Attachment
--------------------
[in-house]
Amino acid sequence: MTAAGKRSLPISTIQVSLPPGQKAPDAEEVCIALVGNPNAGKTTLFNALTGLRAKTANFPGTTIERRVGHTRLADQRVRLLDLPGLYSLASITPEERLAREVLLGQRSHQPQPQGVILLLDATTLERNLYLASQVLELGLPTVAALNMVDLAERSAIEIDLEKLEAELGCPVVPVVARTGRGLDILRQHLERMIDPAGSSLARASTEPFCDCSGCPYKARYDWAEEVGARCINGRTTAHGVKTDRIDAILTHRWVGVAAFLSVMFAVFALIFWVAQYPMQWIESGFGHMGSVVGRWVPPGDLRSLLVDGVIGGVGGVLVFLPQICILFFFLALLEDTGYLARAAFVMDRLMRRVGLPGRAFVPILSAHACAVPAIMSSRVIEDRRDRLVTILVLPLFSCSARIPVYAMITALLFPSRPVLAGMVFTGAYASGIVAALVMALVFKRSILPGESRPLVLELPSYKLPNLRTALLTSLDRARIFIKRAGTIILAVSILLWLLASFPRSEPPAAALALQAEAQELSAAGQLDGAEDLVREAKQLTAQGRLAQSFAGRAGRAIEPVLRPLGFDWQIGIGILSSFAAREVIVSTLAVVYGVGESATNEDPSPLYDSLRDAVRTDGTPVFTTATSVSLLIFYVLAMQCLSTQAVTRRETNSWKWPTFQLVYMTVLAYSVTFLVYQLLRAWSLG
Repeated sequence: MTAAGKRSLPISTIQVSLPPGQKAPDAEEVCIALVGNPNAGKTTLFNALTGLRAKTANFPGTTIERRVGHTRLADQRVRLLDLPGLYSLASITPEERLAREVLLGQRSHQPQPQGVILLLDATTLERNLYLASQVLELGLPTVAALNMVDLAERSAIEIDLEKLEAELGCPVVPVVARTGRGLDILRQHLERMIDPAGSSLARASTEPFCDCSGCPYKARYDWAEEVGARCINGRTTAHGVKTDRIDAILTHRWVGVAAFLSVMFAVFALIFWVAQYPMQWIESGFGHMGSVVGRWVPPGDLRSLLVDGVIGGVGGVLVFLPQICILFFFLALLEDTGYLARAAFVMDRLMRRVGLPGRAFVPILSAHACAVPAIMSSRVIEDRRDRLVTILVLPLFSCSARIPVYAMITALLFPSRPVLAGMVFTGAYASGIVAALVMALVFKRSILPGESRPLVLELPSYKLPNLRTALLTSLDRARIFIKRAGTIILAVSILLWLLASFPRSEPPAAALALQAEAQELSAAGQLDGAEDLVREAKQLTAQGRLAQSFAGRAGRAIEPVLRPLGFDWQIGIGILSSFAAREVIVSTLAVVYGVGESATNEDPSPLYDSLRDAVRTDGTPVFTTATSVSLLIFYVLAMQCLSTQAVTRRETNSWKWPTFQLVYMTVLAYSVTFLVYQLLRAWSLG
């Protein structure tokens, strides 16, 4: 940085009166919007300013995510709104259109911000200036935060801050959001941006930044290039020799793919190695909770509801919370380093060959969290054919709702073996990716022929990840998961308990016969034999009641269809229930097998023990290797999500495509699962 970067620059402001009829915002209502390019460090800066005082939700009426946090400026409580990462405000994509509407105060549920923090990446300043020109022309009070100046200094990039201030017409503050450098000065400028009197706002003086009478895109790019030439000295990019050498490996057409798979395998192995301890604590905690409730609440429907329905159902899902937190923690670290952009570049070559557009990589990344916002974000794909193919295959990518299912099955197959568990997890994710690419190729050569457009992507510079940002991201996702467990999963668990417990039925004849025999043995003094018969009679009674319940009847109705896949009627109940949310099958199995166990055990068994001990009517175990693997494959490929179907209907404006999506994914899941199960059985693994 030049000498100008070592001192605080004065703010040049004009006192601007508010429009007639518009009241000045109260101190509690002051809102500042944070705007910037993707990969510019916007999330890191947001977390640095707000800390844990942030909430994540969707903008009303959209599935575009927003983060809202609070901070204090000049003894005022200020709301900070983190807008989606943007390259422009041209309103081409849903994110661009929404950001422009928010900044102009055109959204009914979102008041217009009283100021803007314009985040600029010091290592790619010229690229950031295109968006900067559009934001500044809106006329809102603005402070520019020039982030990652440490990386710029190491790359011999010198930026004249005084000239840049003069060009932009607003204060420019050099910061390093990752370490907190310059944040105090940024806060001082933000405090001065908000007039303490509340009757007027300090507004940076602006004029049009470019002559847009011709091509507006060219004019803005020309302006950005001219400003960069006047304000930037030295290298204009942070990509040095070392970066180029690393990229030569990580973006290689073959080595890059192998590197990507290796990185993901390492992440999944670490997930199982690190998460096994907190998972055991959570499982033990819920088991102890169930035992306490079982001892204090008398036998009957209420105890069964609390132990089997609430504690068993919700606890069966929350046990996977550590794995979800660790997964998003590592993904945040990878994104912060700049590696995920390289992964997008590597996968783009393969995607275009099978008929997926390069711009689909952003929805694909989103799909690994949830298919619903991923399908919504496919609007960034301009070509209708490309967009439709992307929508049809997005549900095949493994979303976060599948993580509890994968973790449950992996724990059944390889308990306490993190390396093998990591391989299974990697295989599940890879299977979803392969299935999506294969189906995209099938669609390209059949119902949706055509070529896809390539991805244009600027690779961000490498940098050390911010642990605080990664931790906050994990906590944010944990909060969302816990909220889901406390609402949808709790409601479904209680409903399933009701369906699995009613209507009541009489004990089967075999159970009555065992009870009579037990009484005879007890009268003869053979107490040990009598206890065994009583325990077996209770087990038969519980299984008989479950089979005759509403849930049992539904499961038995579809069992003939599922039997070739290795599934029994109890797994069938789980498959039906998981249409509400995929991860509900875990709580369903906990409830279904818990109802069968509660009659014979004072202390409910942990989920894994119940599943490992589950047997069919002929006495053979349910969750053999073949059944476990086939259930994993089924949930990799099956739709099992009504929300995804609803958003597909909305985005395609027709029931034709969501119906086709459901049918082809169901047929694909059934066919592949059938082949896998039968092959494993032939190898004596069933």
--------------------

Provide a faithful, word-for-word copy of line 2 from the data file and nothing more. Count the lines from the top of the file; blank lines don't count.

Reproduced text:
Amino acid sequence: MTAAGKRSLPISTIQVSLPPGQKAPDAEEVCIALVGNPNAGKTTLFNALTGLRAKTANFPGTTIERRVGHTRLADQRVRLLDLPGLYSLASITPEERLAREVLLGQRSHQPQPQGVILLLDATTLERNLYLASQVLELGLPTVAALNMVDLAERSAIEIDLEKLEAELGCPVVPVVARTGRGLDILRQHLERMIDPAGSSLARASTEPFCDCSGCPYKARYDWAEEVGARCINGRTTAHGVKTDRIDAILTHRWVGVAAFLSVMFAVFALIFWVAQYPMQWIESGFGHMGSVVGRWVPPGDLRSLLVDGVIGGVGGVLVFLPQICILFFFLALLEDTGYLARAAFVMDRLMRRVGLPGRAFVPILSAHACAVPAIMSSRVIEDRRDRLVTILVLPLFSCSARIPVYAMITALLFPSRPVLAGMVFTGAYASGIVAALVMALVFKRSILPGESRPLVLELPSYKLPNLRTALLTSLDRARIFIKRAGTIILAVSILLWLLASFPRSEPPAAALALQAEAQELSAAGQLDGAEDLVREAKQLTAQGRLAQSFAGRAGRAIEPVLRPLGFDWQIGIGILSSFAAREVIVSTLAVVYGVGESATNEDPSPLYDSLRDAVRTDGTPVFTTATSVSLLIFYVLAMQCLSTQAVTRRETNSWKWPTFQLVYMTVLAYSVTFLVYQLLRAWSLG